The natural gas grid has been referred to as “the other grid,” taking the back seat while the electric “smart grid” receives significant attention. Although not in the spotlight – and receiving zero funding from the Obama administration’s American Recovery and Reinvestment Act (ARRA) – the gas grid has reason for celebration, due to the industry’s near flawless tenure in safely and reliably delivering natural gas. The electricity grid is the subject of attention because it has not been upgraded in over 100 years and it is showing its antiquated nature through inefficiencies and money lost. In contrast, the gas grid has been extremely reliable, safe, and efficient throughout its tenure. The current demand to update the gas grid is more about reducing utility expenditures, increasing energy conservation, and meeting global climate initiatives and mandates, rather than dealing with failing system integrity issues.
Additionally, as smart meter deployments continue to provide operational, cost, energy efficiency, and awareness benefits to consumers and utilities, gas utilities will begin to approach public utility commissions for gas AMI approval. The first movers in the gas industry will most likely be combination utilities, or combo-utilities, especially those that received funding from the Department of Energy (DOE) to upgrade their electricity business by providing smart meters to their customer base. Combo-utilities are currently updating their electricity networks, by implementing any number of neighborhood area network (NAN) technologies. One example, and a leading technology, is RF Mesh Networks, allowing two-way sending of data from the utility to the electricity meter. Combo-utilities are clearly aware that they can employ sub-metering. This is a process by which a gas module is put on an existing gas meter, sending signals to an electricity meter. In turn, the meter sends a signal containing gas and electricity data to the utility business system. Sub-metering is driving combo-utilities to demand a comprehensive AMI system that is able to interface with the gas AMI system.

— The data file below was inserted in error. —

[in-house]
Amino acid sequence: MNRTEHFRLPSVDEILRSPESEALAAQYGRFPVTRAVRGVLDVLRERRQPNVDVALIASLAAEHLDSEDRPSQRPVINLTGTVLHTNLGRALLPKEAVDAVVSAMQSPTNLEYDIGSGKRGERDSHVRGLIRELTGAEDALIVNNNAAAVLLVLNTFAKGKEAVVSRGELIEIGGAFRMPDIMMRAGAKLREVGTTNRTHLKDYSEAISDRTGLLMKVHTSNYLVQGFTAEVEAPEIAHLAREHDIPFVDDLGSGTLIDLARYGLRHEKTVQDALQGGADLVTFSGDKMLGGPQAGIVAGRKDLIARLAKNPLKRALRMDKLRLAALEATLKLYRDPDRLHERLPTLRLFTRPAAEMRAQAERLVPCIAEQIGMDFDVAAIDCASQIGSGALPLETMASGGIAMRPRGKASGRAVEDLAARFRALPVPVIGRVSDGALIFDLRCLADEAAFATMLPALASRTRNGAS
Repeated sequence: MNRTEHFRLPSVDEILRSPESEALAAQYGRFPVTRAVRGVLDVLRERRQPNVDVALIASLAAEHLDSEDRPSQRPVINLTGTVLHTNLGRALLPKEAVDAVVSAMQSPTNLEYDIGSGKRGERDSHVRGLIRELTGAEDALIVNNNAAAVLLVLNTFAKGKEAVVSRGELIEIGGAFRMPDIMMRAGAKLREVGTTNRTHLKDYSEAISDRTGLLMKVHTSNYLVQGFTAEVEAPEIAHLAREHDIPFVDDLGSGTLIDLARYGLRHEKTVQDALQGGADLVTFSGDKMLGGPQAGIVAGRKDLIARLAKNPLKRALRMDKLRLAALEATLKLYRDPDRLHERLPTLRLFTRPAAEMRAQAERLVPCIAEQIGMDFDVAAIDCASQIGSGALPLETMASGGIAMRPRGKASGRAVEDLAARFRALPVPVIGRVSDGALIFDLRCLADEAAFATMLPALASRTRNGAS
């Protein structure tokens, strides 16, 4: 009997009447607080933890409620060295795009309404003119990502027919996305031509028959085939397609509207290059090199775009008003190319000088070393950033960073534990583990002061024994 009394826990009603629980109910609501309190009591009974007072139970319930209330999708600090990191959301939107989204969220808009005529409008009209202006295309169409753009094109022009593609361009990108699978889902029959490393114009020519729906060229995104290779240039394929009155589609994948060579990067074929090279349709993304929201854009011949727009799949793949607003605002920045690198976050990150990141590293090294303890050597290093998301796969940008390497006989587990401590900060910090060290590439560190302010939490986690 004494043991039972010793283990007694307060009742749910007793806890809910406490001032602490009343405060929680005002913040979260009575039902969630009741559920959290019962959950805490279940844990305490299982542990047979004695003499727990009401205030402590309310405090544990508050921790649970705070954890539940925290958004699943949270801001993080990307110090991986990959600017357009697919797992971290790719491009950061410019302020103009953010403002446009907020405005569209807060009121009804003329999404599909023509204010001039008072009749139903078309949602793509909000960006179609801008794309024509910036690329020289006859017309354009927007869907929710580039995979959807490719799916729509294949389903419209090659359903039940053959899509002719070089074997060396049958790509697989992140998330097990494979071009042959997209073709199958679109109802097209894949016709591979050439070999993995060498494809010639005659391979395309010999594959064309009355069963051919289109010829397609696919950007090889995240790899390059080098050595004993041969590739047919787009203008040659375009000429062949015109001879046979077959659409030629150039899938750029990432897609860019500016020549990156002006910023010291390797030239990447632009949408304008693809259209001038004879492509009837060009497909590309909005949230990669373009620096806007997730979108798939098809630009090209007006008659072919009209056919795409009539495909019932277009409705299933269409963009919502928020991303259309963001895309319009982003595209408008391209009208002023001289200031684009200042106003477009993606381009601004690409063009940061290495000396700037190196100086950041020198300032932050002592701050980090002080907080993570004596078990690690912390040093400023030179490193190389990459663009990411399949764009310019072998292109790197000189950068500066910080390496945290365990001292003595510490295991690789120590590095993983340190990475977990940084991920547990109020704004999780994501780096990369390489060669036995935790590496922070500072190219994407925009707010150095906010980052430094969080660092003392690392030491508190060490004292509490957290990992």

Important to note is that Southern California Gas (SoCalGas), a Sempra company, was recently approved by the California Public Utility Commission (CPUC) to implement a $1.05 billion, 5.5 million meter AMI system in Southern California. This decision is groundbreaking in that SoCalGas is the largest gas utility in the United States and is a gas-only utility.
Article by Jevan Fox, appearing courtesy Matter Network